1968 - The American Spectator | USA News and Politics

It was 1968. I was over at my friend Lorraine’s apartment in lower Manhattan when two old friends of hers arrived, a couple, blowing through the door with the dust of the road and the chill of winter clinging to them, the very image of the thirsty boots radical travelers of the era. They slumped wearily to the floor and gratefully accepted a joint and beer.

“So how was it?” Lorraine asked them. The couple had just come from a national conference of student politicos, some “New Mobe” convocation or other.

“They’re Communists,” the young man sighed. “They’re all Communists.”

“So what are you going to do?”

“I don’t know.”

It was 1968. Bobby Kennedy and Martin Luther King were dead, the march on Washington seemed long ago in the past. Nixon had won election, and a folk singer in Greenwich Village got laughs by intoning a dirge with the words, “The Cap-ri-corns are tak-ing ov-er…” It was 1968, the year — we are now being told — of Richard Nixon’s “Southern Strategy” to capture the votes of white racists in the South, the roots of the modern Republican Party, the Republican Party that has just had “its covers pulled,” in the words of Slate‘s Will Saletan, speaking on NPR’s “The Connection” — had its covers pulled, that is, by Trent Lott’s stupid remarks at Strom Thurmond’s birthday party. The Republicans always appealed to racists.

“He just embarrassed (the Republicans) by saying in Washington what they do on the back roads every day,” said the old maestro race-monger himself, Bill Clinton, last week. “How do they think they got a majority in the South anyway?” he said. “They try to suppress black voting, they ran on the Confederate flag in Georgia and South Carolina, and from top to bottom the Republicans supported it.”

Eleanor Clift wrote, in Newsweek online, “With one stupid and thoughtless attempt at humor, Lott stripped away the carefully constructed facade the Bush team erected at the GOP convention in 2000 and revealed the party’s true colors.”

Jim Hoagland, writing in the Washington Post, put it this way: “Lott has unlocked the door to the attic that contains a family secret no one is ever supposed to acknowledge. The priority for many of the Republicans calling for Lott’s leadership scalp is to get that door locked again, and fast.…The roots and electoral core of the highly successful post-1960 Republican Party lie in the South’s country-club mix of soft racism and self-enrichment.”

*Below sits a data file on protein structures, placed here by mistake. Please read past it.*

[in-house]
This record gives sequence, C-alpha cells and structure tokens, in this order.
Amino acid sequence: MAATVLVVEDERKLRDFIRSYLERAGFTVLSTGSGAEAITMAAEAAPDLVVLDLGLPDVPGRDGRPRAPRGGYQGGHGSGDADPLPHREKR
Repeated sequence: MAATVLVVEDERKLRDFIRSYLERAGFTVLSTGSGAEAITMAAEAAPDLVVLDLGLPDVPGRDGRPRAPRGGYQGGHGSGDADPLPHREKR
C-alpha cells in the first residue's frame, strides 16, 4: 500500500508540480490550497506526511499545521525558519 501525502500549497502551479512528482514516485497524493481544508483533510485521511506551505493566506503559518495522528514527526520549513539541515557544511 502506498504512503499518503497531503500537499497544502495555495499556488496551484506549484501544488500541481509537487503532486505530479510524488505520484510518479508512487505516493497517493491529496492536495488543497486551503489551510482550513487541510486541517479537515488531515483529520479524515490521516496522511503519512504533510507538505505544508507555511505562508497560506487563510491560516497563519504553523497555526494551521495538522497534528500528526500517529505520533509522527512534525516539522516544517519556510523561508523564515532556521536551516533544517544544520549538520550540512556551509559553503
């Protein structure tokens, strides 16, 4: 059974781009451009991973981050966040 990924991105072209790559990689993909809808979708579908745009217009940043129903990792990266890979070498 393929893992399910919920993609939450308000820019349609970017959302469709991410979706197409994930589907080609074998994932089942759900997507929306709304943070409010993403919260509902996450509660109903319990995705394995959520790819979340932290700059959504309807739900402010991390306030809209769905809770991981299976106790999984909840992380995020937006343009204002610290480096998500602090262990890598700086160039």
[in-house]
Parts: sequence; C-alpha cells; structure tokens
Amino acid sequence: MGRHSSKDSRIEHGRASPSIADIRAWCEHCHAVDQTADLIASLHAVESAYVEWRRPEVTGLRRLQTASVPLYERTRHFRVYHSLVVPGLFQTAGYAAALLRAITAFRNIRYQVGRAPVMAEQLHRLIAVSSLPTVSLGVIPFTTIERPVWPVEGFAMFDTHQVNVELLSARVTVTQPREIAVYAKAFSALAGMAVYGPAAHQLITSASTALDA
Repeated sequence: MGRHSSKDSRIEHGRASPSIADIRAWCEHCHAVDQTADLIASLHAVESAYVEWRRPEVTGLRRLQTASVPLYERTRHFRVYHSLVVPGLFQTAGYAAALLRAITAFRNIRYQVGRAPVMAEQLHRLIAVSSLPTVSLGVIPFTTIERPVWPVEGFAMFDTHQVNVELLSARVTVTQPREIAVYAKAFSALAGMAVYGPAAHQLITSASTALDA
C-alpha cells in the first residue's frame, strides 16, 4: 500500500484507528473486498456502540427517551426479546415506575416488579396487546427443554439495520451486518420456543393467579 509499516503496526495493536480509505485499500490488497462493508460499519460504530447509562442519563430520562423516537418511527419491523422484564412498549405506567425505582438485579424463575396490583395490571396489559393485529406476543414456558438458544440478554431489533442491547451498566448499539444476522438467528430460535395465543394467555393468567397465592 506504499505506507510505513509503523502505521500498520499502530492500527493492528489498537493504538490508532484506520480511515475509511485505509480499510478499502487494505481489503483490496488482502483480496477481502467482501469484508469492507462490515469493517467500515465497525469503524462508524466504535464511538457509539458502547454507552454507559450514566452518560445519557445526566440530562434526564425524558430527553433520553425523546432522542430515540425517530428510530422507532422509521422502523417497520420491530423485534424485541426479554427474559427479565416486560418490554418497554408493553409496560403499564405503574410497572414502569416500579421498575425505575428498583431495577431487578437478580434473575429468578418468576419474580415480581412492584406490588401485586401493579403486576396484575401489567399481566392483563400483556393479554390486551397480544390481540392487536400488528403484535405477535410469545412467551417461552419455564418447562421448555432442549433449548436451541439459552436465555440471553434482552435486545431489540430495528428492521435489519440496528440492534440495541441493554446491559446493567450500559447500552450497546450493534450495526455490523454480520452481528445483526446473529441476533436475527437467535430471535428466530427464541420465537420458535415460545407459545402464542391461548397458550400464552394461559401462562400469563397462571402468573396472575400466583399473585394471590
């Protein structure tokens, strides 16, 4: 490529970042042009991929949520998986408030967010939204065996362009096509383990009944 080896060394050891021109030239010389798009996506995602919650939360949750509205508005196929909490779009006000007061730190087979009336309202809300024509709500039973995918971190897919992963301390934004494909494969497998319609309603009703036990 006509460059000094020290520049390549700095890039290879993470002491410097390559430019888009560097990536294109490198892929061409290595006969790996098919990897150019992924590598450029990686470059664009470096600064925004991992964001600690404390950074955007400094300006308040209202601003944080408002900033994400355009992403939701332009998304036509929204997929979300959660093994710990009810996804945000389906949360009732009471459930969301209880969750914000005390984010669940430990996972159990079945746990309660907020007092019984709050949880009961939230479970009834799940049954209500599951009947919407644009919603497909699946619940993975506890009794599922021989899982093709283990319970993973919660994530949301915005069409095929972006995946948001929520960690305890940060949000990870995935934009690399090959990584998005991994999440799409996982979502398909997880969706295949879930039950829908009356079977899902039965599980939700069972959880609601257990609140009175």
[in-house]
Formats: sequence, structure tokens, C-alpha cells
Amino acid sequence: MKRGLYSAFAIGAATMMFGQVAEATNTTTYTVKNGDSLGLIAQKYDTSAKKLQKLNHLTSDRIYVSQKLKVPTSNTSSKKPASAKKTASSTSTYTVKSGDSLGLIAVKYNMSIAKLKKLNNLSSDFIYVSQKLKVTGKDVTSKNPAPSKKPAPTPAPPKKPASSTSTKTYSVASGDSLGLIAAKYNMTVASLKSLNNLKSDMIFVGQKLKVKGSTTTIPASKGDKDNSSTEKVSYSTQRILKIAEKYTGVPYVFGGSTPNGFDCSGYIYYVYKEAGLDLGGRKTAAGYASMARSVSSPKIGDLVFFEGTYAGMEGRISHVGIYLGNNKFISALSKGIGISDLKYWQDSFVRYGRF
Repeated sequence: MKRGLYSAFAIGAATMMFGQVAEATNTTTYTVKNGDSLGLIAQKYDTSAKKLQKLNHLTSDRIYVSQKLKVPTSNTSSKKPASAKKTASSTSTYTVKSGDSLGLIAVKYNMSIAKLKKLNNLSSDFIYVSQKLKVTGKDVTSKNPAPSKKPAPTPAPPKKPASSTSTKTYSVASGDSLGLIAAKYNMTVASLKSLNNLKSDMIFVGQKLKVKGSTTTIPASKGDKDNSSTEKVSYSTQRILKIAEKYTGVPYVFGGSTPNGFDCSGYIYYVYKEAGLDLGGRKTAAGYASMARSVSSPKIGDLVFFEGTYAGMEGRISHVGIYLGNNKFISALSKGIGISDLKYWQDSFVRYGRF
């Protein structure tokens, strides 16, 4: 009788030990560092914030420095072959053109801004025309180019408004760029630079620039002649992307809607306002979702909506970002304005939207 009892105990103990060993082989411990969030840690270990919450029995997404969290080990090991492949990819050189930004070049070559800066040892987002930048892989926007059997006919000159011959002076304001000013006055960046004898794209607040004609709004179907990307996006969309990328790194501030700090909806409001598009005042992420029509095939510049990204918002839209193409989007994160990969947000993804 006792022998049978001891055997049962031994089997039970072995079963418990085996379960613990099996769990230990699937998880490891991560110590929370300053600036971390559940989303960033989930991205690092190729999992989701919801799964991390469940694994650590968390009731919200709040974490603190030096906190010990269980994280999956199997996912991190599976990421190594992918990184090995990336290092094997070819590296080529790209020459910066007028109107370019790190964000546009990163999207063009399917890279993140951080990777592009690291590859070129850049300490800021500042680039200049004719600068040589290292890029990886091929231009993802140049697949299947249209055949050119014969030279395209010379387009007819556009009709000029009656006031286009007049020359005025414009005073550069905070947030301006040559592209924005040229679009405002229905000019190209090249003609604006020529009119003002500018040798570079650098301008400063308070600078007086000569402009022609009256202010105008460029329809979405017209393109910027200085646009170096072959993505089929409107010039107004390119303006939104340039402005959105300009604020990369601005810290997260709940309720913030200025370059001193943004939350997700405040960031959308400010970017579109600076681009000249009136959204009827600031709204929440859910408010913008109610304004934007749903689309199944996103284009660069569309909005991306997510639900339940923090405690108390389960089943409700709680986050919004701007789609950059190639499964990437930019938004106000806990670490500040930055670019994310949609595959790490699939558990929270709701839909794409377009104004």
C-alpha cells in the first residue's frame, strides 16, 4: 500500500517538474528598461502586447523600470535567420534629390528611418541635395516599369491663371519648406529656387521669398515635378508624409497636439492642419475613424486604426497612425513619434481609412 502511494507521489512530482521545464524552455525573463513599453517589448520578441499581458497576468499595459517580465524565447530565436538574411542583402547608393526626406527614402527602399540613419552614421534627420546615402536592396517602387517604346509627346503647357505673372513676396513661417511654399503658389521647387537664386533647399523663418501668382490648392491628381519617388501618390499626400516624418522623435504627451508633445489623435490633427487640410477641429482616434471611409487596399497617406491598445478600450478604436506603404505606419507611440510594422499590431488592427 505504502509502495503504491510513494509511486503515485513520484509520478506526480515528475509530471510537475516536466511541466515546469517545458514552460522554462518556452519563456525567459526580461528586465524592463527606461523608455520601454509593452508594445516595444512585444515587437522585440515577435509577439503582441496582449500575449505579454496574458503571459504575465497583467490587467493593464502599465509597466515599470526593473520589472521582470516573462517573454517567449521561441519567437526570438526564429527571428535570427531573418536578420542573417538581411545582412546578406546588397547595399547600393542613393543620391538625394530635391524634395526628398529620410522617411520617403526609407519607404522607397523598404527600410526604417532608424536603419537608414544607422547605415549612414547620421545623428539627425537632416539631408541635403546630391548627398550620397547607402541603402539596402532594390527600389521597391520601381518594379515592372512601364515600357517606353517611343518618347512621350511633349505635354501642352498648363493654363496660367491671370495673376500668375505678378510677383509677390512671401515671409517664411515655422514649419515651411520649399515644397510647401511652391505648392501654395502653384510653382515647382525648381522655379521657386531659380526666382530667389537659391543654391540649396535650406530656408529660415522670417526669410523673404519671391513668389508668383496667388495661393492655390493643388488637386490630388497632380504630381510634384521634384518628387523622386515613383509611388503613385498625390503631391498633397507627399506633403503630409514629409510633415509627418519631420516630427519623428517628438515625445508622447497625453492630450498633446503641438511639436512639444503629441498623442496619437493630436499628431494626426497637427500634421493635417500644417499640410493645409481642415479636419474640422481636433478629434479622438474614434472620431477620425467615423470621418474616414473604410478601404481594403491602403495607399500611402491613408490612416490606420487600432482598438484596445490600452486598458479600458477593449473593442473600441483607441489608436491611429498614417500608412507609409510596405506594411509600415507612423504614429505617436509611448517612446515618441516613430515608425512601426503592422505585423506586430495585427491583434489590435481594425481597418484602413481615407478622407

One wonders what is wrong with getting rich, but never mind. This is now the party line. Let us remember. Let us remember why Democrats are so eternally comfortable with a party line.

It was 1968. Remember that, unsparingly. Washington, D.C. was consumed by a riot that torched 1,000 buildings and killed 12 people — a riot instigated by Stokely Carmichael. Downtown Trenton was destroyed in racial violence. The Democratic convention exploded in street violence, deliberately planned and provoked. The country was being overrun with long-haired dope-smoking maggot-infested hippies (to quote Rush Limbaugh, and I was one of them, so I ought to know), and if the characterization was not exactly spot-on, that’s the way it looked to most of America. The French student riots took place in Paris the same year, and the war in Vietnam had reached a peak of violence with the Tet Offensive.

The year 1968 may mark the beginning of the shift of Southern voters to the Republican Party, but it marks as well the roots of the modern Democratic Party. The radicals of 1968 sought deliberately to cloak themselves in the saintliness of the civil rights movement, a movement that was largely over by that time (the Civil Rights Act and Voting Rights Act having passed in 1964 and 1965). But look at those radicals the way most of the country saw them at the time. They had blown the last normal Democrat, Hubert Humphrey, out of the water. (Even at that, 1968 was a close Presidential election.) All that was left was smoke and destruction, and the ugly face of a movement that looked like it wanted to destroy America.

It looked that way because that’s what it was. The modern Democratic Party was born in blood, profanity, filth, riot, and flame. If a narrow majority of the country, including much of the South, began to vote more regularly for Republicans starting in 1968, it had less to do with race than with the widely held, and accurate, perception that Democrats had allied themselves with a vicious fringe movement that hated the country. And, as my thirsty boots acquaintances had found out to their disillusionment, that fringe movement had been thoroughly infiltrated by Communists — something known not only to the FBI, but by every local police department that had had to deal with the strident street warriors of the era.

That was 1968. In that year, the ruffians were still outside the tents. By 1972, they had taken over the party of Jefferson, Jackson and FDR. The voters repudiated them 49 states to one. But the Democrats have embraced the nihilism of the sixties ever since, one way or the other.

Unfortunately, you can’t destroy a culture without somebody paying for it. Who pays when the Democrats smash up equal opportunity and replace it with a racial spoils system? African-Americans do.

Yes, Trent Lott had to resign as majority leader. We Republicans were the first to say so, not because we want to bury racial issues, but because we want to confront them We own the moral high ground here. It is we, not Democrats, who truly remember the legacy of 1968. That year marked the beginning, not of a Southern strategy, but of a subversive one.

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